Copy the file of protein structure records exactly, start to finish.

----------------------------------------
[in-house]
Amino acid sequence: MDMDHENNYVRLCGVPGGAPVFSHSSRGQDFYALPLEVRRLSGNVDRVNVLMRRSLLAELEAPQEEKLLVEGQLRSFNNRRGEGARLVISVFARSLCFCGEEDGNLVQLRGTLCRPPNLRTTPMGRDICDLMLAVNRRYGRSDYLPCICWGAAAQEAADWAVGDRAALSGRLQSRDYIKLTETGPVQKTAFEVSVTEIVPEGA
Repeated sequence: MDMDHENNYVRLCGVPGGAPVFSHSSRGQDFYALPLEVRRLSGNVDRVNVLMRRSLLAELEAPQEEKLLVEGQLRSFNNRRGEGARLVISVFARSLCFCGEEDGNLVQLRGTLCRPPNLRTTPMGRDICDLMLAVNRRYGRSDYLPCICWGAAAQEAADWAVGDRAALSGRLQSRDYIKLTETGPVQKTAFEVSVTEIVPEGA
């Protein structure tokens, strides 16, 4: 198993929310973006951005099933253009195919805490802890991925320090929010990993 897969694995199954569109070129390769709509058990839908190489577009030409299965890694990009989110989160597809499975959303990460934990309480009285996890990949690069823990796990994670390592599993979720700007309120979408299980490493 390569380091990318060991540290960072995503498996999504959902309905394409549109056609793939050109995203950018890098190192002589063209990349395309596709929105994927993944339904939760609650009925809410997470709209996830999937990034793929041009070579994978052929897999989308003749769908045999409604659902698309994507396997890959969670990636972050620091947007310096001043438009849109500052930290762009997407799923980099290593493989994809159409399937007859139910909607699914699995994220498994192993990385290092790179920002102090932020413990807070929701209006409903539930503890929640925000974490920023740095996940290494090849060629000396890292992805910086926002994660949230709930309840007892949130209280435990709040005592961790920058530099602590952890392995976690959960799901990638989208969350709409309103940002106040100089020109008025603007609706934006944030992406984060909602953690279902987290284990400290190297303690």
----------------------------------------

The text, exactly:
[in-house]
Amino acid sequence: MDMDHENNYVRLCGVPGGAPVFSHSSRGQDFYALPLEVRRLSGNVDRVNVLMRRSLLAELEAPQEEKLLVEGQLRSFNNRRGEGARLVISVFARSLCFCGEEDGNLVQLRGTLCRPPNLRTTPMGRDICDLMLAVNRRYGRSDYLPCICWGAAAQEAADWAVGDRAALSGRLQSRDYIKLTETGPVQKTAFEVSVTEIVPEGA
Repeated sequence: MDMDHENNYVRLCGVPGGAPVFSHSSRGQDFYALPLEVRRLSGNVDRVNVLMRRSLLAELEAPQEEKLLVEGQLRSFNNRRGEGARLVISVFARSLCFCGEEDGNLVQLRGTLCRPPNLRTTPMGRDICDLMLAVNRRYGRSDYLPCICWGAAAQEAADWAVGDRAALSGRLQSRDYIKLTETGPVQKTAFEVSVTEIVPEGA
């Protein structure tokens, strides 16, 4: 198993929310973006951005099933253009195919805490802890991925320090929010990993 897969694995199954569109070129390769709509058990839908190489577009030409299965890694990009989110989160597809499975959303990460934990309480009285996890990949690069823990796990994670390592599993979720700007309120979408299980490493 390569380091990318060991540290960072995503498996999504959902309905394409549109056609793939050109995203950018890098190192002589063209990349395309596709929105994927993944339904939760609650009925809410997470709209996830999937990034793929041009070579994978052929897999989308003749769908045999409604659902698309994507396997890959969670990636972050620091947007310096001043438009849109500052930290762009997407799923980099290593493989994809159409399937007859139910909607699914699995994220498994192993990385290092790179920002102090932020413990807070929701209006409903539930503890929640925000974490920023740095996940290494090849060629000396890292992805910086926002994660949230709930309840007892949130209280435990709040005592961790920058530099602590952890392995976690959960799901990638989208969350709409309103940002106040100089020109008025603007609706934006944030992406984060909602953690279902987290284990400290190297303690």